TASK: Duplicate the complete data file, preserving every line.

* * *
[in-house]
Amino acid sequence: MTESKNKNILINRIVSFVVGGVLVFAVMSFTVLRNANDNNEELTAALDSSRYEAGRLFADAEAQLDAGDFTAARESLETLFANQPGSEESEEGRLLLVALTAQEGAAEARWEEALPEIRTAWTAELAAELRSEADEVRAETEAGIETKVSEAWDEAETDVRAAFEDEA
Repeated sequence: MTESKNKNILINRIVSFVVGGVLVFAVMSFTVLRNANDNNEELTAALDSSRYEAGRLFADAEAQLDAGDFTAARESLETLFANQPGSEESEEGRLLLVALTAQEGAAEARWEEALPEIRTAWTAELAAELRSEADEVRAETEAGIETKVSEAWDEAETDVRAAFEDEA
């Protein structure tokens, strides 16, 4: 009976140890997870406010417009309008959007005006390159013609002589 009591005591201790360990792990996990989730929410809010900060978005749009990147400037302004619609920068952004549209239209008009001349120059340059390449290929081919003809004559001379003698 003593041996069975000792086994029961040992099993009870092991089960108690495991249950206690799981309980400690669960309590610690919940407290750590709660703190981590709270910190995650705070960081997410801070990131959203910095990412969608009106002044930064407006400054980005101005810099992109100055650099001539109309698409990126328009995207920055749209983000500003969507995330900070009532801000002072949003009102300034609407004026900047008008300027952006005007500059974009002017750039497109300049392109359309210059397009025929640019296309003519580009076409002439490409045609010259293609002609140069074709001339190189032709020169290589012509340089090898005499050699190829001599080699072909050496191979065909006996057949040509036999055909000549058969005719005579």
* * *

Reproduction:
[in-house]
Amino acid sequence: MTESKNKNILINRIVSFVVGGVLVFAVMSFTVLRNANDNNEELTAALDSSRYEAGRLFADAEAQLDAGDFTAARESLETLFANQPGSEESEEGRLLLVALTAQEGAAEARWEEALPEIRTAWTAELAAELRSEADEVRAETEAGIETKVSEAWDEAETDVRAAFEDEA
Repeated sequence: MTESKNKNILINRIVSFVVGGVLVFAVMSFTVLRNANDNNEELTAALDSSRYEAGRLFADAEAQLDAGDFTAARESLETLFANQPGSEESEEGRLLLVALTAQEGAAEARWEEALPEIRTAWTAELAAELRSEADEVRAETEAGIETKVSEAWDEAETDVRAAFEDEA
């Protein structure tokens, strides 16, 4: 009976140890997870406010417009309008959007005006390159013609002589 009591005591201790360990792990996990989730929410809010900060978005749009990147400037302004619609920068952004549209239209008009001349120059340059390449290929081919003809004559001379003698 003593041996069975000792086994029961040992099993009870092991089960108690495991249950206690799981309980400690669960309590610690919940407290750590709660703190981590709270910190995650705070960081997410801070990131959203910095990412969608009106002044930064407006400054980005101005810099992109100055650099001539109309698409990126328009995207920055749209983000500003969507995330900070009532801000002072949003009102300034609407004026900047008008300027952006005007500059974009002017750039497109300049392109359309210059397009025929640019296309003519580009076409002439490409045609010259293609002609140069074709001339190189032709020169290589012509340089090898005499050699190829001599080699072909050496191979065909006996057949040509036999055909000549058969005719005579």